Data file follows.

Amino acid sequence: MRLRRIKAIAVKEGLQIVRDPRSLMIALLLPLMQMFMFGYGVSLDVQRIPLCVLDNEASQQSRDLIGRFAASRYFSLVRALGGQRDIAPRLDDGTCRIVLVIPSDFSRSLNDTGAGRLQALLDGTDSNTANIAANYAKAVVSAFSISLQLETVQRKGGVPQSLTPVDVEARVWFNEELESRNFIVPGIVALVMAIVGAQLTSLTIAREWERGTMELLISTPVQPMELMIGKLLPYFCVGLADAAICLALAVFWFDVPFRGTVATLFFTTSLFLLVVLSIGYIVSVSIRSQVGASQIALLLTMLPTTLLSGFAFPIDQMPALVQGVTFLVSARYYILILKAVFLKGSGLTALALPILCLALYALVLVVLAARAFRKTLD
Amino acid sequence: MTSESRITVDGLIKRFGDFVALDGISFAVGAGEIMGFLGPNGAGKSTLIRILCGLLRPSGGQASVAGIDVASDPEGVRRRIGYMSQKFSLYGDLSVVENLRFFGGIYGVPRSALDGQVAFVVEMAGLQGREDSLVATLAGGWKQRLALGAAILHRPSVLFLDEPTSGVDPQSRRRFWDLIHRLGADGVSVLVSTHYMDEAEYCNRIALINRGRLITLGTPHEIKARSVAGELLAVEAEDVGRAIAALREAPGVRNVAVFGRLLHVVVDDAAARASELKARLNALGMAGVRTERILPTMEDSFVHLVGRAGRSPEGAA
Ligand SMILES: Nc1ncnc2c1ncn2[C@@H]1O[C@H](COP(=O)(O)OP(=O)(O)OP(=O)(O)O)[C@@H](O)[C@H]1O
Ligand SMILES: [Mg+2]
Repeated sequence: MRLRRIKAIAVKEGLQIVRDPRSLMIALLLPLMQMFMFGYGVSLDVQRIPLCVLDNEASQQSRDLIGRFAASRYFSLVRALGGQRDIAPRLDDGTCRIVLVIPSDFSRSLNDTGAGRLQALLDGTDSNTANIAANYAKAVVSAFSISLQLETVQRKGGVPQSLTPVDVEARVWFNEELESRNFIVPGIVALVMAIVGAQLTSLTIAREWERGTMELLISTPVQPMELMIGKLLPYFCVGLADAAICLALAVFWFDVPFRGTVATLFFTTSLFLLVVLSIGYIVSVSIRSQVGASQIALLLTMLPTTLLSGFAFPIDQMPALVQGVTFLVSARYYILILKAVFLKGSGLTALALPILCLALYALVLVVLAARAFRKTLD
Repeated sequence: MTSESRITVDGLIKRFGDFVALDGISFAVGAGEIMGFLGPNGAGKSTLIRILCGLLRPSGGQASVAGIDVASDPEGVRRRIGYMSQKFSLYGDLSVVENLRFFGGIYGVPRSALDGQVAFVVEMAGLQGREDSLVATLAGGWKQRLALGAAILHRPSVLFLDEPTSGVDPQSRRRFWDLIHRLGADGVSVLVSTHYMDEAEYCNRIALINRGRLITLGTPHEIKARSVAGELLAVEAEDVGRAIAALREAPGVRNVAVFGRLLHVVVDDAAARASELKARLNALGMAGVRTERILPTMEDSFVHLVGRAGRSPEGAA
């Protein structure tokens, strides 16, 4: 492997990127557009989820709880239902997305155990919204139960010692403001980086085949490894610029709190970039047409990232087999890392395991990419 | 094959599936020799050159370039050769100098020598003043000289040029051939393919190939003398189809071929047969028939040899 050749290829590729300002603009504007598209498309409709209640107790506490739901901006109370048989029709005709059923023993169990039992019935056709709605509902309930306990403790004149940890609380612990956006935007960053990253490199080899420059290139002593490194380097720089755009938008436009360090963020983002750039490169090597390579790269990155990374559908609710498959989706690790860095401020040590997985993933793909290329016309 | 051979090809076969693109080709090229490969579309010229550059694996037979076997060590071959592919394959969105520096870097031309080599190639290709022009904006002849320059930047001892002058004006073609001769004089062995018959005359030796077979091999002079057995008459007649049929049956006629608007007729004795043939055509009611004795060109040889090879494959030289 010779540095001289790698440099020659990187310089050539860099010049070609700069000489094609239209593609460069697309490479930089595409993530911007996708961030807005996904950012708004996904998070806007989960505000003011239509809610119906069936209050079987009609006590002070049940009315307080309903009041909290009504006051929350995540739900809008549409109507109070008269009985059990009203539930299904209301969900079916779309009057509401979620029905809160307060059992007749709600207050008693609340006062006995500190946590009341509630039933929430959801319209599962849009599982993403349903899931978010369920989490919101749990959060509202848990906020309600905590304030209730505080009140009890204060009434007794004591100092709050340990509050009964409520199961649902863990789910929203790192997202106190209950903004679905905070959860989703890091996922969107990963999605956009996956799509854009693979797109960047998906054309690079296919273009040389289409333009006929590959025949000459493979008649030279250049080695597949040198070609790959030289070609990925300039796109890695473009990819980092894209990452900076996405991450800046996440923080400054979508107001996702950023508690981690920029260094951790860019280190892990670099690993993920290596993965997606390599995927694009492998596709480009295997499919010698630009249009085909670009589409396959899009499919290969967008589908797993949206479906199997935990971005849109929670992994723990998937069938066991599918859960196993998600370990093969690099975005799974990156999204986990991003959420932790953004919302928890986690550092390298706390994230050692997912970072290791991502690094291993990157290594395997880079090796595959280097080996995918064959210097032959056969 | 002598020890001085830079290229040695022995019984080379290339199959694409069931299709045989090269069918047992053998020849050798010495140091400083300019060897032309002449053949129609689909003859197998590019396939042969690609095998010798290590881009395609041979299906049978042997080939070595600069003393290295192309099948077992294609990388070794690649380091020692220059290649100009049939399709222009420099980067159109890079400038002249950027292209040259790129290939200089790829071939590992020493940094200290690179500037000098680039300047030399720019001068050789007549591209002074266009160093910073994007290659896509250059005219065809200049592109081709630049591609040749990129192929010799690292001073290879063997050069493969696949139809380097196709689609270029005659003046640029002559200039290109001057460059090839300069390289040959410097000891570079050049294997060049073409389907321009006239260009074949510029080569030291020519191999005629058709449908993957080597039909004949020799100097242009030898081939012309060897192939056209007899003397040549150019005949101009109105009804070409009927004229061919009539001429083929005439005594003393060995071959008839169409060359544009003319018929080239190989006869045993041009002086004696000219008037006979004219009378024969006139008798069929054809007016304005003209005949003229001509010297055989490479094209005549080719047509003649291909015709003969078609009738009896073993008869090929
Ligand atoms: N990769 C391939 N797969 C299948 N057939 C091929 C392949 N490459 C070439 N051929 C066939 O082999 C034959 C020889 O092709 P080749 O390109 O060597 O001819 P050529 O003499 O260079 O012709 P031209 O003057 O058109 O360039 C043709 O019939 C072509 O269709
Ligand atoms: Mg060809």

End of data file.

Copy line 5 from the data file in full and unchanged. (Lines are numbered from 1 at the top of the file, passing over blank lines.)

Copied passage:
Repeated sequence: MRLRRIKAIAVKEGLQIVRDPRSLMIALLLPLMQMFMFGYGVSLDVQRIPLCVLDNEASQQSRDLIGRFAASRYFSLVRALGGQRDIAPRLDDGTCRIVLVIPSDFSRSLNDTGAGRLQALLDGTDSNTANIAANYAKAVVSAFSISLQLETVQRKGGVPQSLTPVDVEARVWFNEELESRNFIVPGIVALVMAIVGAQLTSLTIAREWERGTMELLISTPVQPMELMIGKLLPYFCVGLADAAICLALAVFWFDVPFRGTVATLFFTTSLFLLVVLSIGYIVSVSIRSQVGASQIALLLTMLPTTLLSGFAFPIDQMPALVQGVTFLVSARYYILILKAVFLKGSGLTALALPILCLALYALVLVVLAARAFRKTLD